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Celeb interview: Stephen Mangan

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A self-confessed show off from a young age, Stephen Mangan knew he was destined for a career in the ‘biz when he decided to become an altar boy.

“I thought, if you’re going to be made to go to church, then you may as well be on the stage – that was literally my thinking,” says the 41-year-old, laughing.

“That just shines a little light on my personality. Why sit in the congregation when you could be the guy with the incense? I had a costume, robes, I rang the bell. To me, it was a better way of passing the tedium of being in church.”

He’s since established himself as one of the country’s most versatile actors, successfully alternating between drama and comedy on screen and stage, and next up he’s voicing one of childhood’s most familiar figures in Postman Pat: The Movie.

“It’s nice, because most of the stuff I’ve done is unwatchable by anyone under the age of 18,” says the actor, who lives in north London with his actress wife Louise Delamere and two sons, Harry, six and three-year-old Frank.

“I’ve watched a lot of Postman Pat with my children. He’s got to be the sweetest character, there’s not a bad side to him, but over 90 minutes, you want Postman Pat to go on some sort of emotional journey,” he quips.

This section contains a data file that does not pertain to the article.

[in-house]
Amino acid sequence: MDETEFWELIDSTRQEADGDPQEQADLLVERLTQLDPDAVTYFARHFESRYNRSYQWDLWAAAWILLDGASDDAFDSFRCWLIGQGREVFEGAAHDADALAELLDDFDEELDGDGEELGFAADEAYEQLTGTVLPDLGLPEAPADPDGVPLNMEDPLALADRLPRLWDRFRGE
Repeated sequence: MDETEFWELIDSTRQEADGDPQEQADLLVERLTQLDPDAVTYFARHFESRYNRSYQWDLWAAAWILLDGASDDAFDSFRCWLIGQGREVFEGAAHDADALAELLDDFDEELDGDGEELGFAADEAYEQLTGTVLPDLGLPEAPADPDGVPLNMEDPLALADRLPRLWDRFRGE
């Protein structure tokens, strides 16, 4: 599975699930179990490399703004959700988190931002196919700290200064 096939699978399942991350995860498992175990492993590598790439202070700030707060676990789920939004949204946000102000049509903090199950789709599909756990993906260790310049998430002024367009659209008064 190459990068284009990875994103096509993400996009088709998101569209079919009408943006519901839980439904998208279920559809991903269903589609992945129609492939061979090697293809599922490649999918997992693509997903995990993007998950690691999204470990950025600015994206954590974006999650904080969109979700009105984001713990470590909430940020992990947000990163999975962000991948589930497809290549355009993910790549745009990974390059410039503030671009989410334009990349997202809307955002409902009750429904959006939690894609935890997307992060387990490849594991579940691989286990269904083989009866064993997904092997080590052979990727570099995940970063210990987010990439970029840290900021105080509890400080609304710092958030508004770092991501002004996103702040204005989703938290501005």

And so in the big screen version of the animated classic, the affable postie ends up being seduced by the glamour of showbiz after entering a talent show.

“Like Susan Boyle, jaws drop to the floor when he starts singing a love song to his wife at the audition in front of Simon Cowbell.”

While Mangan voices the titular character, Boyzone’s Ronan Keating steps in for the singing. “I understand it helps to get another star name in there,” Mangan reasons.

Actually, he reveals, the producers did ask him if he wanted to do it.

“I can sing but I’m not sure I have a jaw-droppingly amazing voice,” he says. “If people think it’s my voice, all the better. I’m not going to be putting them straight.”

Making an animated film is a solitary process, and “unlike every other thing you do”.

“Usually you meet the other actors and together you build something, whereas with this, I went into a basement in Soho, recorded my half of all the conversations on my own and then two years later, there’s a film.”

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It’s a world away from the ensemble comedy Episodes, which is back on screens for a third series. Mangan stars as Sean, whose marriage to Beverley, played by Tamsin Greig, has fallen apart since the pair moved to LA to script the US version of their TV show and she slept with lead actor Matt LeBlanc (the Friends star plays a heightened version of himself).

“I think there’s a lot of optimism initially, but these things never just melt away, and well-adjusted couples aren’t that interesting on television,” says Mangan, on whether the couple can overcome Beverley’s indiscretion.

He describes playing the on-screen husband of Greig, who he’s known for years, as “a joy”.